• Fatigue: Acupuncture works in many ways to restore energy—often depending on the cause of your fatigue. One of the simplest ways acupuncture boosts energy is by increasing circulation. We all feel more energetic when our blood’s moving, and increased circulation can help give us that extra pep in our step. But acupuncture can also be helpful in treating chronic fatigue and chronic stress. Acupuncture interacts with our hypothalamic-pituitary-adrenal cortex (HPA) axis to relieve excessive excitation and decrease the negative stress responses on the body—giving your adrenals glands, and your body, a real chance to heal.

  • Gynecological health: Issues related to gynecological health, including PMS, dysmenorrhea (cramps), amenorrhea (no period), irregular periods, fertility, sex drive, PCOS, postpartum depression, and perimenopause and menopause have long been recognized as being responsive to acupuncture. Research shows that acupuncture can help to boost serotonin levels, which can help alleviate PMS symptoms, increase libido, and reduce the levels of follicle stimulating hormone (FSH), and that it can also help regulate the hypothalamus-pituitary-ovarian axis, to help ovulation and menses occur on schedule. Studies have also shown that acupuncture is a safe and effective treatment that can help reduce night sweats, hot flashes, and other uncomfortable symptoms experienced during perimenopause and menopause.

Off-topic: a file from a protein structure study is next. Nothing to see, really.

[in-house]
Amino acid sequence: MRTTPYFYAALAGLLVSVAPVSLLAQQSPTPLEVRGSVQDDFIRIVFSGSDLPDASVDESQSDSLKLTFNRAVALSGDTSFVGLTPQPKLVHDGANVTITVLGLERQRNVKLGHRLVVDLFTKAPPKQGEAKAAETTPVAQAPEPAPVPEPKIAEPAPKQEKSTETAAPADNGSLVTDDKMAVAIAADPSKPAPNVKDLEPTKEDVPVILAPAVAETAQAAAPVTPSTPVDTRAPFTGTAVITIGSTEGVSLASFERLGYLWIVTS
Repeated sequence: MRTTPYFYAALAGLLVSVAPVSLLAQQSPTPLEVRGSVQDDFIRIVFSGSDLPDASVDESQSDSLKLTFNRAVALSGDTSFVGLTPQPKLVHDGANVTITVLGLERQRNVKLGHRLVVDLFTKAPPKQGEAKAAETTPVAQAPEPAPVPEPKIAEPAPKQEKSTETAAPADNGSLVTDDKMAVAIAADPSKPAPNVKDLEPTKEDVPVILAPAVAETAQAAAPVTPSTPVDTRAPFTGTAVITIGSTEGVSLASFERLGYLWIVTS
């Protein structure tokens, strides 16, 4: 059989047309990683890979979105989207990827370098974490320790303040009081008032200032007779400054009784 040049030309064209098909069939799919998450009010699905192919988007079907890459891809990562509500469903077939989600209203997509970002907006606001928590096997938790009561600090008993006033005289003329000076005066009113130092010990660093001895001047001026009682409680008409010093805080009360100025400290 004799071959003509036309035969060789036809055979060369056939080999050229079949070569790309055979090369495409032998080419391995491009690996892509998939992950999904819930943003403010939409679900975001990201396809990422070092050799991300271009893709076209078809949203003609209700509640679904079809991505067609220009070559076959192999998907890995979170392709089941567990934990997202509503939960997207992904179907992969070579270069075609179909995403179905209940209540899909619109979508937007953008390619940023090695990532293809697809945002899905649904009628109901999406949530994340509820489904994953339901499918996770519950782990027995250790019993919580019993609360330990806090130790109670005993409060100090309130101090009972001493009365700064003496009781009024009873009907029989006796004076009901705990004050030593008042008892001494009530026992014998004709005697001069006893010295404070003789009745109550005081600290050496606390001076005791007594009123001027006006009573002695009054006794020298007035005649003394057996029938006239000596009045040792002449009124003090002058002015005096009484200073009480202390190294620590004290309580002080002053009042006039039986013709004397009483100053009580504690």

• Sleep: A systematic review published in the Journal of Complementary and Alternative Medicine shows that acupuncture can be an effective treatment option for people who suffer from insomnia. It works by increasing the body’s melatonin, serotonin, and dopamine levels, increasing inhibitory neurotransmitter gamma-aminobutyric acid (GABA) proteins to help relax the mind and promote healthy sleep, and reducing cortisol levels, the body’s primary stress hormone, and often a significant contributor to lack of sleep. 

  • Stress management: Acupuncture helps our bodies to better manage stress by balancing our two nervous systems—the sympathetic and parasympathetic—to promote a feeling of well-being. This important shift changes our neurochemistry, increasing our “happy” hormones, such as serotonin and epinephrine, and decreasing our main “stress” hormone, cortisol. It has also shown to help treat a variety of mental health conditions, including anxiety and depression.